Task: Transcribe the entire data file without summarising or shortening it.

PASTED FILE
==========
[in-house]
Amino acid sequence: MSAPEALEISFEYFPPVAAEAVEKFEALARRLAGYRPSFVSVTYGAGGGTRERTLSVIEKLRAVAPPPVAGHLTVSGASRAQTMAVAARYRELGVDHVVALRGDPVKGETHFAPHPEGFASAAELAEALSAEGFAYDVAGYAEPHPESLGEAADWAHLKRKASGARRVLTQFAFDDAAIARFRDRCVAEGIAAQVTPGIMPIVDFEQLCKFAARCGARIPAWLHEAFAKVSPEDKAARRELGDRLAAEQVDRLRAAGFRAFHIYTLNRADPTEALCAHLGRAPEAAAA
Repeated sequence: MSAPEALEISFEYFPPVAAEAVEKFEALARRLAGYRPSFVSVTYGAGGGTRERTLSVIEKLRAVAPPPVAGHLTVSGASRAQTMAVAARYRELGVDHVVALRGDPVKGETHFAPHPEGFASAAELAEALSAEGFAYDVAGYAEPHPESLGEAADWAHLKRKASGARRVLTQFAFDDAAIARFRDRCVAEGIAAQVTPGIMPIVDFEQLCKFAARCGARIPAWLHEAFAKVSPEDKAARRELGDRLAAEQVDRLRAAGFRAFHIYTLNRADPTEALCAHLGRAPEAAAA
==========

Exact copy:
[in-house]
Amino acid sequence: MSAPEALEISFEYFPPVAAEAVEKFEALARRLAGYRPSFVSVTYGAGGGTRERTLSVIEKLRAVAPPPVAGHLTVSGASRAQTMAVAARYRELGVDHVVALRGDPVKGETHFAPHPEGFASAAELAEALSAEGFAYDVAGYAEPHPESLGEAADWAHLKRKASGARRVLTQFAFDDAAIARFRDRCVAEGIAAQVTPGIMPIVDFEQLCKFAARCGARIPAWLHEAFAKVSPEDKAARRELGDRLAAEQVDRLRAAGFRAFHIYTLNRADPTEALCAHLGRAPEAAAA
Repeated sequence: MSAPEALEISFEYFPPVAAEAVEKFEALARRLAGYRPSFVSVTYGAGGGTRERTLSVIEKLRAVAPPPVAGHLTVSGASRAQTMAVAARYRELGVDHVVALRGDPVKGETHFAPHPEGFASAAELAEALSAEGFAYDVAGYAEPHPESLGEAADWAHLKRKASGARRVLTQFAFDDAAIARFRDRCVAEGIAAQVTPGIMPIVDFEQLCKFAARCGARIPAWLHEAFAKVSPEDKAARRELGDRLAAEQVDRLRAAGFRAFHIYTLNRADPTEALCAHLGRAPEAAAA